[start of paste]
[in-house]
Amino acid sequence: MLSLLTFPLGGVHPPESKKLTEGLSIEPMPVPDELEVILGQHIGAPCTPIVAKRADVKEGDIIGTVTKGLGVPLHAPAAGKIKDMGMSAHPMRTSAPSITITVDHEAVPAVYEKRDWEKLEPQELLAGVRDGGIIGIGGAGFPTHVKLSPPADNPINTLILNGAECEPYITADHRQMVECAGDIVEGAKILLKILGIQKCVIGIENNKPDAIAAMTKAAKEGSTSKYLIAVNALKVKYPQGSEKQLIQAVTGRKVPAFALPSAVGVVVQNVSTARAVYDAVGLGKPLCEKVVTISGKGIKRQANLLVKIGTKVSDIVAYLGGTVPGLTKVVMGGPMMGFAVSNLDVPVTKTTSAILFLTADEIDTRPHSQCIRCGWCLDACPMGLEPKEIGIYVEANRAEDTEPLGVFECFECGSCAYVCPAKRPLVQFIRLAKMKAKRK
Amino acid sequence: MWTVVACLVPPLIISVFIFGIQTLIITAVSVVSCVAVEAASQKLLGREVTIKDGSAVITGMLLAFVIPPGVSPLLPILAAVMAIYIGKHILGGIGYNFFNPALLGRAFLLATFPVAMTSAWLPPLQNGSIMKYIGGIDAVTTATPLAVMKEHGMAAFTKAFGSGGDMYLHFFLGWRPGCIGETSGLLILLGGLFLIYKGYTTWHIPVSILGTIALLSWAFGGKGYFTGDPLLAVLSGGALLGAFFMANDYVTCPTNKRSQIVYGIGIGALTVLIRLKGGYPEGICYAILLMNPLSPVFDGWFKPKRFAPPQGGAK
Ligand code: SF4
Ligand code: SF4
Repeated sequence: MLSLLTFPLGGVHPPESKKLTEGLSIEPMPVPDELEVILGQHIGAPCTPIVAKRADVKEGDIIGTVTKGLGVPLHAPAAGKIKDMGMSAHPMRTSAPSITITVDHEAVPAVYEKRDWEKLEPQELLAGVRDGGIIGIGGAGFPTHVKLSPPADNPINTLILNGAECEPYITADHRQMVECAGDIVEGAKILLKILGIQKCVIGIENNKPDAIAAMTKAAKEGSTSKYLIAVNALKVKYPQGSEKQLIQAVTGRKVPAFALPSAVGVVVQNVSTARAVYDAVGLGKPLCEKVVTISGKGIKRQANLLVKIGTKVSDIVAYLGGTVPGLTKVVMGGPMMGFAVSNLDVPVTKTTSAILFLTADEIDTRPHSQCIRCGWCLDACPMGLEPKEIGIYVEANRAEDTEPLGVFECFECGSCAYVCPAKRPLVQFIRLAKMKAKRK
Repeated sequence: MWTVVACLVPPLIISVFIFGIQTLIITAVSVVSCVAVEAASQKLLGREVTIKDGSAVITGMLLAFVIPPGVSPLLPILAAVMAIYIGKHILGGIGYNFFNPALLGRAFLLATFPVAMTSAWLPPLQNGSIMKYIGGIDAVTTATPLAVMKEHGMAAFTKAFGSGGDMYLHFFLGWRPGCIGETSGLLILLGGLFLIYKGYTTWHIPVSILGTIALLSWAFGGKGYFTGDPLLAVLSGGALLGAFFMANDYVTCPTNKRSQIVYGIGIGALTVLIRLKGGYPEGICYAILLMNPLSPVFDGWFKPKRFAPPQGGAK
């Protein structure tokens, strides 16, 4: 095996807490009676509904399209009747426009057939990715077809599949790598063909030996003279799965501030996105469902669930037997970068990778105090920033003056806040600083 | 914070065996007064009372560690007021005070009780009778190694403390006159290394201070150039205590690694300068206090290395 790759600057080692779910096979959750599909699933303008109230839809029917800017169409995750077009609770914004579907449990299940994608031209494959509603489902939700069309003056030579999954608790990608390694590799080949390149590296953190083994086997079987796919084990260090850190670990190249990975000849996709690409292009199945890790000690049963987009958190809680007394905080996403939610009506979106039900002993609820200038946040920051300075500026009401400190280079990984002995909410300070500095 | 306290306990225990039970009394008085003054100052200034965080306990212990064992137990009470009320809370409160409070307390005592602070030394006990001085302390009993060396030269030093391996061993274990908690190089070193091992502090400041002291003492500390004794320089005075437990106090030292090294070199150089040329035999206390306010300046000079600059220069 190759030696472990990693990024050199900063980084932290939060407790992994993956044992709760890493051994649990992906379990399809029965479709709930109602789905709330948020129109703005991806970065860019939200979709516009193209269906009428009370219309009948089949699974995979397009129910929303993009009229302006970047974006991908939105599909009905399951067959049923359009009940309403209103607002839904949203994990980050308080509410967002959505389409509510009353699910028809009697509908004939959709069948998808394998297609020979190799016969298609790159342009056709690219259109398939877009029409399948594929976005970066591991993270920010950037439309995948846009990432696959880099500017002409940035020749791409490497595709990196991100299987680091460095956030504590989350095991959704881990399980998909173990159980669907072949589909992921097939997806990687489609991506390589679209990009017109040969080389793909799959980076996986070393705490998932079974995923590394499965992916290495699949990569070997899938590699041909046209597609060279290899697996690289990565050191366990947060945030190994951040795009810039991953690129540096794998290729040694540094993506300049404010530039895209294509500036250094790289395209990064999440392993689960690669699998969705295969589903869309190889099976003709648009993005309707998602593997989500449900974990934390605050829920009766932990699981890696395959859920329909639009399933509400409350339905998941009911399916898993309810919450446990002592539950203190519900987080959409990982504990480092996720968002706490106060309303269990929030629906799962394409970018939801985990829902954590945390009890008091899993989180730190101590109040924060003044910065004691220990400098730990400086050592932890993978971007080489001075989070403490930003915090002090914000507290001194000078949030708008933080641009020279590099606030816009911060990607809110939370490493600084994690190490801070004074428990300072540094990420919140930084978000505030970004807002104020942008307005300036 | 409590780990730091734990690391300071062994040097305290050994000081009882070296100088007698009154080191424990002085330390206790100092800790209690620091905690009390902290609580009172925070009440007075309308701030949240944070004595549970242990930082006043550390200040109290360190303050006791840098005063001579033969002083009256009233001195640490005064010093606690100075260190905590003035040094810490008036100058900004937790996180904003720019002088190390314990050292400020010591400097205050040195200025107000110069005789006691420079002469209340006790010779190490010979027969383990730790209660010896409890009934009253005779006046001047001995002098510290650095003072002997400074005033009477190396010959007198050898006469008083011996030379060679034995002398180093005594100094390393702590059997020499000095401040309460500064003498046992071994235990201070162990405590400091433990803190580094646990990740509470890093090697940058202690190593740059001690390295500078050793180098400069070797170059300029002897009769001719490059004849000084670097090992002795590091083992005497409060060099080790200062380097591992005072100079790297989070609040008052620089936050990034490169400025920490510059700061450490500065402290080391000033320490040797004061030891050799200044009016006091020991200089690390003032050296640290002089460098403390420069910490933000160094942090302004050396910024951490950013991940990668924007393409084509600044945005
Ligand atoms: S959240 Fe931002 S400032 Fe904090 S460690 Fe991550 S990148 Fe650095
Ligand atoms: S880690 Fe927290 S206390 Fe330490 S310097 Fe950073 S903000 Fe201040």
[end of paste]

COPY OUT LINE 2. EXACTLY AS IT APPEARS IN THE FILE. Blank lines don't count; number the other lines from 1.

Amino acid sequence: MLSLLTFPLGGVHPPESKKLTEGLSIEPMPVPDELEVILGQHIGAPCTPIVAKRADVKEGDIIGTVTKGLGVPLHAPAAGKIKDMGMSAHPMRTSAPSITITVDHEAVPAVYEKRDWEKLEPQELLAGVRDGGIIGIGGAGFPTHVKLSPPADNPINTLILNGAECEPYITADHRQMVECAGDIVEGAKILLKILGIQKCVIGIENNKPDAIAAMTKAAKEGSTSKYLIAVNALKVKYPQGSEKQLIQAVTGRKVPAFALPSAVGVVVQNVSTARAVYDAVGLGKPLCEKVVTISGKGIKRQANLLVKIGTKVSDIVAYLGGTVPGLTKVVMGGPMMGFAVSNLDVPVTKTTSAILFLTADEIDTRPHSQCIRCGWCLDACPMGLEPKEIGIYVEANRAEDTEPLGVFECFECGSCAYVCPAKRPLVQFIRLAKMKAKRK